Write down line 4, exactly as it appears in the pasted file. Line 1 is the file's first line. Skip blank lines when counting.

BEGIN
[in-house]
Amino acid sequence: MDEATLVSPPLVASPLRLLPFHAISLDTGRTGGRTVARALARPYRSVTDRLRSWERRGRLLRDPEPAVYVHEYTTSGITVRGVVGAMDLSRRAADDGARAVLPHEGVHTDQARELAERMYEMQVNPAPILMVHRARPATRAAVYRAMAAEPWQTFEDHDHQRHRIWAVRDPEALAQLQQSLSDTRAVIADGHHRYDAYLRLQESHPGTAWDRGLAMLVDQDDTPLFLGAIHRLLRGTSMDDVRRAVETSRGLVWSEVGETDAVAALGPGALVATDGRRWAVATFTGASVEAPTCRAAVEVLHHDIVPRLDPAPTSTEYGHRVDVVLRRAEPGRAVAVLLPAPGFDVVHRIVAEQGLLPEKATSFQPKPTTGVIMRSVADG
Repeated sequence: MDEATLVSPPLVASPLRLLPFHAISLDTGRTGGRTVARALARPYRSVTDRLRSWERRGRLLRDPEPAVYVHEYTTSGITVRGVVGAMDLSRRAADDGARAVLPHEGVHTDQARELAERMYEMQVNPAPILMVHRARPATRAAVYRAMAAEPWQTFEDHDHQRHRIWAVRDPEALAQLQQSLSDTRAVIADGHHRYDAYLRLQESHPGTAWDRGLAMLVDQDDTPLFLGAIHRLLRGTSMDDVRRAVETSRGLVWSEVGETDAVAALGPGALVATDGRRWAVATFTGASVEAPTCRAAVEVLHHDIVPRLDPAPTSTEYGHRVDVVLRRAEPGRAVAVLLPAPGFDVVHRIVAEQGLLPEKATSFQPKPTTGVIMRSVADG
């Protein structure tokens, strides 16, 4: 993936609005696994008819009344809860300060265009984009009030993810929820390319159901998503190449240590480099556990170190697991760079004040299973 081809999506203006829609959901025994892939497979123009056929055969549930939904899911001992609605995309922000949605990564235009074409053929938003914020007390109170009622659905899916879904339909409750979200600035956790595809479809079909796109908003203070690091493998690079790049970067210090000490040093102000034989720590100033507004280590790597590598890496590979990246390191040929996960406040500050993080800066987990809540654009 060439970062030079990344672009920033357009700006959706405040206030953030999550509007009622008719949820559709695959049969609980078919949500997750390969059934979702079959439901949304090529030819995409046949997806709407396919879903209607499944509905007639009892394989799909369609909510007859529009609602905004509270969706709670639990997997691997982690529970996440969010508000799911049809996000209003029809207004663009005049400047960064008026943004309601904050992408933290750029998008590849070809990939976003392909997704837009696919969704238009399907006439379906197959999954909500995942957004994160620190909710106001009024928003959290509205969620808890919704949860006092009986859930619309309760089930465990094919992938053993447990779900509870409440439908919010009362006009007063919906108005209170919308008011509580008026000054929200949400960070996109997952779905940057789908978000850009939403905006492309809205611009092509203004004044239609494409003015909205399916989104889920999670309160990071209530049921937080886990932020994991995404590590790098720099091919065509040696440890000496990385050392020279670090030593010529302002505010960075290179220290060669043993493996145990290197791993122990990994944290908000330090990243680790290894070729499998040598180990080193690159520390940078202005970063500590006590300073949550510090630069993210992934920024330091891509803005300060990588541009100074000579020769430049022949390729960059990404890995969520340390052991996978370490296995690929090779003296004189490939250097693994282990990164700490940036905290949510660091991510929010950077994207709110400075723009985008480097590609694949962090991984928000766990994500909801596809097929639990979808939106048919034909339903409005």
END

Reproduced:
């Protein structure tokens, strides 16, 4: 993936609005696994008819009344809860300060265009984009009030993810929820390319159901998503190449240590480099556990170190697991760079004040299973 081809999506203006829609959901025994892939497979123009056929055969549930939904899911001992609605995309922000949605990564235009074409053929938003914020007390109170009622659905899916879904339909409750979200600035956790595809479809079909796109908003203070690091493998690079790049970067210090000490040093102000034989720590100033507004280590790597590598890496590979990246390191040929996960406040500050993080800066987990809540654009 060439970062030079990344672009920033357009700006959706405040206030953030999550509007009622008719949820559709695959049969609980078919949500997750390969059934979702079959439901949304090529030819995409046949997806709407396919879903209607499944509905007639009892394989799909369609909510007859529009609602905004509270969706709670639990997997691997982690529970996440969010508000799911049809996000209003029809207004663009005049400047960064008026943004309601904050992408933290750029998008590849070809990939976003392909997704837009696919969704238009399907006439379906197959999954909500995942957004994160620190909710106001009024928003959290509205969620808890919704949860006092009986859930619309309760089930465990094919992938053993447990779900509870409440439908919010009362006009007063919906108005209170919308008011509580008026000054929200949400960070996109997952779905940057789908978000850009939403905006492309809205611009092509203004004044239609494409003015909205399916989104889920999670309160990071209530049921937080886990932020994991995404590590790098720099091919065509040696440890000496990385050392020279670090030593010529302002505010960075290179220290060669043993493996145990290197791993122990990994944290908000330090990243680790290894070729499998040598180990080193690159520390940078202005970063500590006590300073949550510090630069993210992934920024330091891509803005300060990588541009100074000579020769430049022949390729960059990404890995969520340390052991996978370490296995690929090779003296004189490939250097693994282990990164700490940036905290949510660091991510929010950077994207709110400075723009985008480097590609694949962090991984928000766990994500909801596809097929639990979808939106048919034909339903409005």